Self-directed learning powers life transitions

The pandemic, a house move, a new job, a divorce. They are all life transitions that can teach us something. But to live through these situations positively, we need to develop our ability to manage change.  What’s possible? Self-directed learning is a key skill in this sense. As McKinsey explains, today intentional learning is the most important skill when living through life transformations, including working changes.

In the professional sphere, the World Economic Forum has identified the need to re-qualify at least a billion jobs that have been transformed thanks to technological changes. The impact of the pandemic has only accentuated the need for people to reskill when working online or remotely. It may seem like a daunting task, but it’s all part of our approach to these types of life transitions.

Our mindset makes the difference

If change is a part of life, it’s our response to it that makes the difference. It all starts with us and our ability to tap into our personal resources. There’s no development without investment, and a difficult period can actually present an opportunity to hone virtuous processes.

We all go through tough patches. But we can transform them into positive energy if we face them with a proactive attitude. Psychiatrist Viktor Frankl suggested β€œdecisions, not conditions, determine what a man is”.

Change has always been a part of human history. But it’s not something that our brains will accept easily. They see “newness” as a threat and prefer to look at things that they’re already familiar with. The secret is knowing how to face transitions with realism.

Everyone can practice self-directed learning 

Changing doesn’t mean starting over, though. We are our histories, our values, our ideas and projects in both our private and working lives. Changing ourselves doesn’t mean getting rid of all that. It means knowing how to adapt to different situations.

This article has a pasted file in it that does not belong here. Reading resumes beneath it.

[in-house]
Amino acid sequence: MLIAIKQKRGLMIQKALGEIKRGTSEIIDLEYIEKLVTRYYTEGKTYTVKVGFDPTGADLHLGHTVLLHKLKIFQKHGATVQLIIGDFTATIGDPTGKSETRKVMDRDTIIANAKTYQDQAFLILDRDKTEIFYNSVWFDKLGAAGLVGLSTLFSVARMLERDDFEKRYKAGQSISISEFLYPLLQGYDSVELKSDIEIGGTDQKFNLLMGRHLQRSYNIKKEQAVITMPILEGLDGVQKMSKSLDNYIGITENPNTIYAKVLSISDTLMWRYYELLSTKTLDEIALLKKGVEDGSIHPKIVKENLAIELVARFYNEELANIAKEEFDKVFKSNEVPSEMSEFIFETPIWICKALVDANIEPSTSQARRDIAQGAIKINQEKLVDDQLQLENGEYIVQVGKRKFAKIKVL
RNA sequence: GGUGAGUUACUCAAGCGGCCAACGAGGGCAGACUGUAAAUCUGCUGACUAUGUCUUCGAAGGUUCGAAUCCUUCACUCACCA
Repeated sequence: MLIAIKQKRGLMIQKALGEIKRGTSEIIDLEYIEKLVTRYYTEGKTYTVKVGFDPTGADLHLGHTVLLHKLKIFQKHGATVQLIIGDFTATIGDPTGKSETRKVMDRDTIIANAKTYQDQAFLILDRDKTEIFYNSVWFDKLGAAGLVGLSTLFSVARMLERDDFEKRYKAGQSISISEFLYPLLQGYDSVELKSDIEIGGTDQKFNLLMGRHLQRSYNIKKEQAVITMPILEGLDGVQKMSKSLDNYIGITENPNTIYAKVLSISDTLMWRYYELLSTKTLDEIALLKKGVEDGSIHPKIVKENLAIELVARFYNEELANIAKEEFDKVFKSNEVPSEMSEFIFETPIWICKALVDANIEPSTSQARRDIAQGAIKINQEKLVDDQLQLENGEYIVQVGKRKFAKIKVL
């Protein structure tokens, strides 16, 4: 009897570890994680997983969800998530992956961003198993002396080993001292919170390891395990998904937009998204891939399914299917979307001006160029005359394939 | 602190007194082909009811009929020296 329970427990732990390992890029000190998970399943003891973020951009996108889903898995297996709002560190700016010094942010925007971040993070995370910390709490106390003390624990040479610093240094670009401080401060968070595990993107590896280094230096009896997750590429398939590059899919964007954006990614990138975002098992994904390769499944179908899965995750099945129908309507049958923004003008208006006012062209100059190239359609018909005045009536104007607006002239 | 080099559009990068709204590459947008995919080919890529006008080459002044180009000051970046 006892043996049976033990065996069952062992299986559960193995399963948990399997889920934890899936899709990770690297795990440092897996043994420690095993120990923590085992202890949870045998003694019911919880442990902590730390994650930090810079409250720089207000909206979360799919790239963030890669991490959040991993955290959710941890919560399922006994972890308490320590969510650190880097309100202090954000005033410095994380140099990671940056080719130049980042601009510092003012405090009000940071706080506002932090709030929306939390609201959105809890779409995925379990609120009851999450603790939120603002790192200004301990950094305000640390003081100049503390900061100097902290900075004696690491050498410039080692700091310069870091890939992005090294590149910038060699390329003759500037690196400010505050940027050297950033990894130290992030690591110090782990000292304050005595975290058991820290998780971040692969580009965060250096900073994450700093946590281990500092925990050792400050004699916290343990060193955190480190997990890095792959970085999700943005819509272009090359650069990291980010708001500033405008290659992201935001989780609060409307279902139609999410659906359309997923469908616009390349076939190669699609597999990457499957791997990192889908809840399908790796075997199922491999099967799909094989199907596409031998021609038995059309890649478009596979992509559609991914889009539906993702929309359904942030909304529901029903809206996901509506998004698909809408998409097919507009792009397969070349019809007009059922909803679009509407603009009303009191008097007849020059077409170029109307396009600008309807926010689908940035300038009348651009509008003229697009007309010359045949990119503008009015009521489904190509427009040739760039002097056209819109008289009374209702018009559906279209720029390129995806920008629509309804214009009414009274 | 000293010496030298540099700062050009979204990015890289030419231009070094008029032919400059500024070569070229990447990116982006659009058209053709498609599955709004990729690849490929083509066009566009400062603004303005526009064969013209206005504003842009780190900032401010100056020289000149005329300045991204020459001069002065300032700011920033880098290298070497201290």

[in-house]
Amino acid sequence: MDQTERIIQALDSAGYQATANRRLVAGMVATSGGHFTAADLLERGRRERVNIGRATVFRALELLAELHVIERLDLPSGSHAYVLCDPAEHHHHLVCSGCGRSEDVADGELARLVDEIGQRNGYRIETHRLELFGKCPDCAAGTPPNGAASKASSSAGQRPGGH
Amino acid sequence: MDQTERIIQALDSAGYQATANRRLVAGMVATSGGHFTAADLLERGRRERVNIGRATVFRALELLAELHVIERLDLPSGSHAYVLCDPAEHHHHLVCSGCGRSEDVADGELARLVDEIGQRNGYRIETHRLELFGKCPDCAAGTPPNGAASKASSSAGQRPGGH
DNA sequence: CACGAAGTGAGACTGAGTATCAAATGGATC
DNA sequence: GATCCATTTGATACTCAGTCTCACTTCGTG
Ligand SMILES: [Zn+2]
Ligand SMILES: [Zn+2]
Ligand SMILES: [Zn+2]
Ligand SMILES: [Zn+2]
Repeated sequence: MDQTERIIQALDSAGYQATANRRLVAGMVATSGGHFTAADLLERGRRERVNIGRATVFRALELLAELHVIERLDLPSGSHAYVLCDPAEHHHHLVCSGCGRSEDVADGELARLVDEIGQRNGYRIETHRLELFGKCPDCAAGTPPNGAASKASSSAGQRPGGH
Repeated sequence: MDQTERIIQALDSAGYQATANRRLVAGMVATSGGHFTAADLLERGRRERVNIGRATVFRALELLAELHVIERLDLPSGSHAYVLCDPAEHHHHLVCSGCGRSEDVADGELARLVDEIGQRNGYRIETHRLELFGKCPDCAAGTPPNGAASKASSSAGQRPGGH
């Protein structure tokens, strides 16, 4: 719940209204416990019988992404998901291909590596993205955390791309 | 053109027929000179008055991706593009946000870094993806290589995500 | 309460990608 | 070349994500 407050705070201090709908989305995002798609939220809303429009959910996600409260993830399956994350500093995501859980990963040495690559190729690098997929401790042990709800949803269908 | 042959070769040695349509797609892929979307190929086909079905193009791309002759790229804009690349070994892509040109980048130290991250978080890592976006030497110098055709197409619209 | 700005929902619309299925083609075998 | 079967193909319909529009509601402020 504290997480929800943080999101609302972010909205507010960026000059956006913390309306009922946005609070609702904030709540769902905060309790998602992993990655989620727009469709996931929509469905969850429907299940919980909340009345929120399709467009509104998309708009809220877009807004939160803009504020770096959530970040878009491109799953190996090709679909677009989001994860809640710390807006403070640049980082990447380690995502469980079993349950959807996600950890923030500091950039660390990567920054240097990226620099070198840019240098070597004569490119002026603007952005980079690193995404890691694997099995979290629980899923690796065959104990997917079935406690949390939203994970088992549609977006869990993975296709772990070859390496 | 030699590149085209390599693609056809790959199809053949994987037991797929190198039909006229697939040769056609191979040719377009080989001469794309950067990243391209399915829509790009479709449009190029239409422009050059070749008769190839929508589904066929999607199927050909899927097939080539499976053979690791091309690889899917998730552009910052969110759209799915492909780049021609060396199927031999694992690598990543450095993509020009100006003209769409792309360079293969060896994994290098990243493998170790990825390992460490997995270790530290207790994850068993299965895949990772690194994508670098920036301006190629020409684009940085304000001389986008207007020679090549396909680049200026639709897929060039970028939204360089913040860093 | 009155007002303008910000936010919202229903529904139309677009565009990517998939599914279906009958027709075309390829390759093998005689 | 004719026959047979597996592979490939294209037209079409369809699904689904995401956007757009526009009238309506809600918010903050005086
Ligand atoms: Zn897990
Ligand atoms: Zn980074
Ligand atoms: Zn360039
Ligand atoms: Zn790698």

That’s how self-directed learning can become a key skill for evolving our professional profiles. What’s more, we can all practice it to enhance our professional success over the long term. The important thing is that we train our brains to see newness differently.

Stanford University psychologist Carol Dweck reminds us of this point, with her studies on mental openness and the impact it has on our opportunities for growth. β€œA closed mind doesn’t allow people the luxury of changing”.

Everyday experiences and interactions offer us incredible learning opportunities. But only if we’re intentional about learning from every opportunity. Throughout continuous learning, people’s reflections allow us to become more aware of our ability to manage change and face life transitions.

The secret? Curiosity

Learning becomes a training ground in itself. Just like every exercise, we need to block out time to practise. What’s more, we need to adopt a growth mindset and be curious. These elements drive our learning, but those who aren’t naturally curious can also train themselves in these areas.

So how can we hone our skills and curiosity? By facing our fears and asking questions, but also experiencing new things, such as life transitions. It’s essential to focus on what we love doing, trying new things and making mistakes, making space for our identity dimensions, and not just those working ones.

Whatever form curiosity presents itself, it helps us to stay mentally agile and aware, increasing our perspectives and preparing for new learnings.